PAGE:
Unique Protocol for Flesh-Eating Bacteria Helps Trey Get Back to Life
Source: On the Pulse Blog
On a Saturday in March, 13-year-old Trey Lauren was playing with his friends at a birthday party when he fell and cut his knee on a nail. It was a typical injury for a kid his age, but what resulted was anything but typical.Trey was taken to a local emergency room that night, and by Sunday morning his wound had been closed with six stitches. But when Monday morning came, he was too sick with a fever to go to school, and his knee had begun to swell. Trey’s parents, Mark and Randi Lauren, decided to take him to urgent care, where his stitches were removed and he was started on antibiotics. However, later that night, Trey’s fever persisted, and the swelling in his knee had only gotten worse.One trip to the emergency room later, Trey received an additional dose of broad spectrum antibiotics, and the decision was made to transfer him to Seattle Children’s Hospital.
About Seattle Children’s
Seattle Children’s mission is to provide hope, care and cures to help every child live the healthiest and most fulfilling life possible. Together, Seattle Children’s Hospital, Research Institute and Foundation deliver superior patient care, identify new discoveries and treatments through pediatric research, and raise funds to create better futures for patients.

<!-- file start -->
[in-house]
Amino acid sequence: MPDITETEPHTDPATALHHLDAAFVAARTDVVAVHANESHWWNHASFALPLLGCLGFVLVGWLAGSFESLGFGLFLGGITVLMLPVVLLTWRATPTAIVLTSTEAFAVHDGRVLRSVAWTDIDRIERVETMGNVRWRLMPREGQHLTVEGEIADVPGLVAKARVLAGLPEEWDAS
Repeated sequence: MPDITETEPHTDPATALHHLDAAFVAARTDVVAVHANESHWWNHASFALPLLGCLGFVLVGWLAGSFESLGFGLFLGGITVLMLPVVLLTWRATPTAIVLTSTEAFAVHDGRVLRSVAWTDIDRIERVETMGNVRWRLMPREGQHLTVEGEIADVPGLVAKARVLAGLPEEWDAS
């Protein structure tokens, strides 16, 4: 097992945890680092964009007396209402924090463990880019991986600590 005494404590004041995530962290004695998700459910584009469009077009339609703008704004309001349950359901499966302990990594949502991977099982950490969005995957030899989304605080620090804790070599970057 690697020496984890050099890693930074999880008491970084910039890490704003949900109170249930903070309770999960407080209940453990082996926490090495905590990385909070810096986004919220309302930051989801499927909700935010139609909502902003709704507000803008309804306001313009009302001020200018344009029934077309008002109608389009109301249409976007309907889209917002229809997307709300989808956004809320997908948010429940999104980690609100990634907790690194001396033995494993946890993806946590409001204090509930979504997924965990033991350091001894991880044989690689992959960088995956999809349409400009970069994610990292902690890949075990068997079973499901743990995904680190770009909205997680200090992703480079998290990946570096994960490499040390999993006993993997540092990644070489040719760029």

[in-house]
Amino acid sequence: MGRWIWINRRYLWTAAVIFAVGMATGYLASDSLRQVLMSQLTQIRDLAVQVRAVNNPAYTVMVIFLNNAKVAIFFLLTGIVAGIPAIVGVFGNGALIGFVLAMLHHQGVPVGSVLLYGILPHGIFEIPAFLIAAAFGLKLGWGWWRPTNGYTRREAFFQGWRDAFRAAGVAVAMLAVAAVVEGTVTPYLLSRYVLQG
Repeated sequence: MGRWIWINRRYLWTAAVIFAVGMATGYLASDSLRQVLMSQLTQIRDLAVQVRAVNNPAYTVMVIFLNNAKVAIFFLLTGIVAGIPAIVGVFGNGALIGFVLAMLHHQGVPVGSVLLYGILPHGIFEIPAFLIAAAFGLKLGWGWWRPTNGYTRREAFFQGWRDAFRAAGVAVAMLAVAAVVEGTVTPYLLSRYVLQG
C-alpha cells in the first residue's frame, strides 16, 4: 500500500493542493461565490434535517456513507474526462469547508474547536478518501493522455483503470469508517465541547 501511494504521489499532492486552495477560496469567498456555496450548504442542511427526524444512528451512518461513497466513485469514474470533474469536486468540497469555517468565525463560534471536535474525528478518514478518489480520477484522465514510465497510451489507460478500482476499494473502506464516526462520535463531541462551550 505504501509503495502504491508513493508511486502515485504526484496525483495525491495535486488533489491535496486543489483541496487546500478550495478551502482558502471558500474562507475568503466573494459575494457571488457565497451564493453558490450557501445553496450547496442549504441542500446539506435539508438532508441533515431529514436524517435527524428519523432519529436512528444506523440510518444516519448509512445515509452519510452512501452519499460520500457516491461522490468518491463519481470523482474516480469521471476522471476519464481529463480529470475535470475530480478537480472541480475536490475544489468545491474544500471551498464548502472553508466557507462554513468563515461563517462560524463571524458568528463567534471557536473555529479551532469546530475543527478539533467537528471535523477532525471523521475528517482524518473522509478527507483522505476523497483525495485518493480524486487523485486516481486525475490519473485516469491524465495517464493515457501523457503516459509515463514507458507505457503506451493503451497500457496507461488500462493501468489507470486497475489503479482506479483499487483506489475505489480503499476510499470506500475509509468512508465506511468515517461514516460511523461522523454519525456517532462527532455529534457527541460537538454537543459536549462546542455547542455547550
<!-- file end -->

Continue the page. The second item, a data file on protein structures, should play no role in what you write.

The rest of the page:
Ranked as one of the top children’s hospitals in the country by U.S. News & World Report, Seattle Children’s serves as the pediatric and adolescent academic medical center for Washington, Alaska, Montana and Idaho – the largest region of any children’s hospital in the country. As one of the nation's top five pediatric research centers, Seattle Children’s Research Institute is internationally recognized for its work in neurosciences, immunology, cancer, infectious disease, injury prevention and much more. Seattle Children’s Hospital and Research Foundation works with the Seattle Children’s Guild Association, the largest all-volunteer fundraising network for any hospital in the country, to gather community support and raise funds for uncompensated care and research.
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